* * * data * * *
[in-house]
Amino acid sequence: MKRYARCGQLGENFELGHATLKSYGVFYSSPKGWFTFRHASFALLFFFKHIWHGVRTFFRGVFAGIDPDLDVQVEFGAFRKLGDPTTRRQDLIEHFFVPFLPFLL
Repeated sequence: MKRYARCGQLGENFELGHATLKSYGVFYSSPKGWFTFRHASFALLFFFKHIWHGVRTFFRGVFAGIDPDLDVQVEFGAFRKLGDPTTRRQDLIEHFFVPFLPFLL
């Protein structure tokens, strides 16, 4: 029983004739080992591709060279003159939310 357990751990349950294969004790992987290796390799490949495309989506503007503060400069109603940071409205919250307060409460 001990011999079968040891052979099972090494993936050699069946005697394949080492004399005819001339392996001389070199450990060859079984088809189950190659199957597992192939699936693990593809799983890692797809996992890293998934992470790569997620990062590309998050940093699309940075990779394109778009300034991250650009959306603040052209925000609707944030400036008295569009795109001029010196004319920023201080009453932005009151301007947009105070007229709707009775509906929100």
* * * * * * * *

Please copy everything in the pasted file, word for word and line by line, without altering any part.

[in-house]
Amino acid sequence: MKRYARCGQLGENFELGHATLKSYGVFYSSPKGWFTFRHASFALLFFFKHIWHGVRTFFRGVFAGIDPDLDVQVEFGAFRKLGDPTTRRQDLIEHFFVPFLPFLL
Repeated sequence: MKRYARCGQLGENFELGHATLKSYGVFYSSPKGWFTFRHASFALLFFFKHIWHGVRTFFRGVFAGIDPDLDVQVEFGAFRKLGDPTTRRQDLIEHFFVPFLPFLL
């Protein structure tokens, strides 16, 4: 029983004739080992591709060279003159939310 357990751990349950294969004790992987290796390799490949495309989506503007503060400069109603940071409205919250307060409460 001990011999079968040891052979099972090494993936050699069946005697394949080492004399005819001339392996001389070199450990060859079984088809189950190659199957597992192939699936693990593809799983890692797809996992890293998934992470790569997620990062590309998050940093699309940075990779394109778009300034991250650009959306603040052209925000609707944030400036008295569009795109001029010196004319920023201080009453932005009151301007947009105070007229709707009775509906929100």